• Communicate with your administration, families, and students how you will leverage Instagram in your class. Explain clear parameters to all stakeholders. 
  • Create an account strictly for professional use. Share your account information with your administration so that there are multiple adults overseeing the account.
  • Use parental consent/op-out forms
  • Instruct students to create a separate, private-account strictly for educational purposes that is also not tied to any identifying information, like email. 
  • Instruct students to never share personal identifiable information in their posts. Links to their posts can be shared through your school’s LMS so that you know who created which post.
  • Use and teach basic photo-editing tools to remove sensitive information should there be a need.
  • Take inventory and possibly remove any visible student/class information in your classroom. 
  • Be mindful of how your posts could commercialize your classroom.
  • Closely review any picture/caption before posting. Model this skill for your students.
  • Turn off location services.
  • Consult with your district’s legal time to be mindful of FERPA related information. 
  • Teach healthy digital habits and anti-distraction techniques to support students healthy digital habits.

Don’ts:

  • Start using Instagram without consent/opt-out forms
  • Share students’ faces or names without parental consent. It would be best to never share them at all. 
  • Make any grades, assessment, or any part of students educational/PI record public (FERPA)
  • Forget that handwriting is personally identifiable information (FERPA)
  • Communicate with students through private messaging on Instagram. Share any communication initiated by a student with your administration. Sharing your classroom professional account with your admin helps make the use of this platform transparent. 

There are other potential barriers that need to be considered before using Instagram in your classroom such as:

  • Access/ADA compliance is a major barrier educators need to be aware of when considering apps like Instagram.
  • Distraction from ads and browsing. 
  • Spam followers or suspicious accounts. You may consider encouraging your students’ professional accounts to be private to limit this (they would need to approve your follow request for you to view their posts). 
  • the algorithm of some social media networks could also provide unwanted links. 
  • Potential publicizing of content where accounts outside of the classroom could interact with student accounts. Private accounts would help combat this. 
  • Lack of institutional support. Be sure to develop and communicate clear parameters to your administration as well as highlighting the benefits of using Instagram. 

(Higgin, 2017)

Using Instagram to facilitate learning with technology to support student achievement:

Students increasingly want their instructors to use social media as a learning tool while students are also reporting an increase in use of social media as a learning tool (Coffin & Fournier, 2015). When students use social media for educational purposes, they build connections with educators and peers that fosters a supportive learning community (Coffin & Fournier, 2015). Instagram, for example, has shown to “enable students to create a cooperative, collaborative and sharing atmosphere, supporting the formal classroom setting in addition to sharing class materials” (Erarslan, 2019). This same study supports the increase in students’ interaction time outside of the classroom and that students regard Instagram as a motivating tool fostering learning (Erarslan, 2019). So how can educators utilize a social platform like Instagram to create meaningful learning experiences, promote creative expression, and communicate learning effectively? Here are just a few examples to inspire you:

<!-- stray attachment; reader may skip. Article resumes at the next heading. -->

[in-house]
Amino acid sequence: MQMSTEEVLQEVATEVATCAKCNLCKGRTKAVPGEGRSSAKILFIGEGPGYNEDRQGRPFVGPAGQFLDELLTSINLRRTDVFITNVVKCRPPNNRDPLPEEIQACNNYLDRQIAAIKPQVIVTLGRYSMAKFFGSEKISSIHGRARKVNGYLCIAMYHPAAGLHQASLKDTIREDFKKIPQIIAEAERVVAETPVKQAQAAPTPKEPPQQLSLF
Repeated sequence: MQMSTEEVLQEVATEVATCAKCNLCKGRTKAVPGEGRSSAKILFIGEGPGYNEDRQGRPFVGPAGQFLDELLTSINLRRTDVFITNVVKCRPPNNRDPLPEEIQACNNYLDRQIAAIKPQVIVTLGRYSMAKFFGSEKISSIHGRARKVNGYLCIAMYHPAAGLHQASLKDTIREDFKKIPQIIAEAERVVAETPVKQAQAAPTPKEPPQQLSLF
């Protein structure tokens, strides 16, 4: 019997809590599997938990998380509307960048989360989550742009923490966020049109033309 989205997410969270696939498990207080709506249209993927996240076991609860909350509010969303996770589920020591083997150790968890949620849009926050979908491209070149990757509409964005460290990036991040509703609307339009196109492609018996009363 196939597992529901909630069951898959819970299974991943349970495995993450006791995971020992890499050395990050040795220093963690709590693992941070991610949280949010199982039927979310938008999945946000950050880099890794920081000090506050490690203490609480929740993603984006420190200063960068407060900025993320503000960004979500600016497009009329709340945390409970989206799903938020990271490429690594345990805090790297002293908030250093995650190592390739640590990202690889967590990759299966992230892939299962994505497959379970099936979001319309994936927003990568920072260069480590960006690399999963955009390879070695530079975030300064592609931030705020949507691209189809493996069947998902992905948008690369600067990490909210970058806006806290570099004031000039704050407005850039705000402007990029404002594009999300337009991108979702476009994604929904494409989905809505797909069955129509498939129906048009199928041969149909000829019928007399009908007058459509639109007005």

Instagram Portfolios: One way to leverage application is to consider a student’s professional Instagram account as a portfolio of learning. Throughout a unit of study or course term, students can use Instagram to convey their ideas and demonstrate competency-based learning. Students can create visual slides to communicate their learning while the caption of the post can provide additional context about the topic, assignment, or pose thoughtful questions related to their content to facilitate discourse in their comment sections. The limits for the number of photo slides and character length in the caption challenges students to convey their information concisely rather than a more long-winded medium like a formally written essay. Tips like these teach students how to curate their posts to attract more traffic and engage their audience; a useful skill applicable for branding and marketing. Educators can also use current trends for styles of posts to provide a scaffold for students to work off of similar to an essay outline. For example, “so you want to talk about…” has been a popular scaffold for instagram posts concerning a wide range of issues. Modeling different types of instagram posts teach students particular professional skills for the growing job market for social media managers.

Teaching literacy: Social media writing does not match standard classroom English norms, but they do follow patterns of language development. Instagram posts, and social media writing in general, is a great medium for teaching tone, conventions, and varying levels of formality. Just as we code-switch our language for different audiences we’re speaking to, Instagram can be used with other digital mediums to teach students code-switching their online language to fit the various audiences they aim to engage. Activities like Flip the Switch and lessons designed to analyze punctuation’s impact on tone can help students translate their knowledge of social media writing to the classroom and vice versa (King, 2017).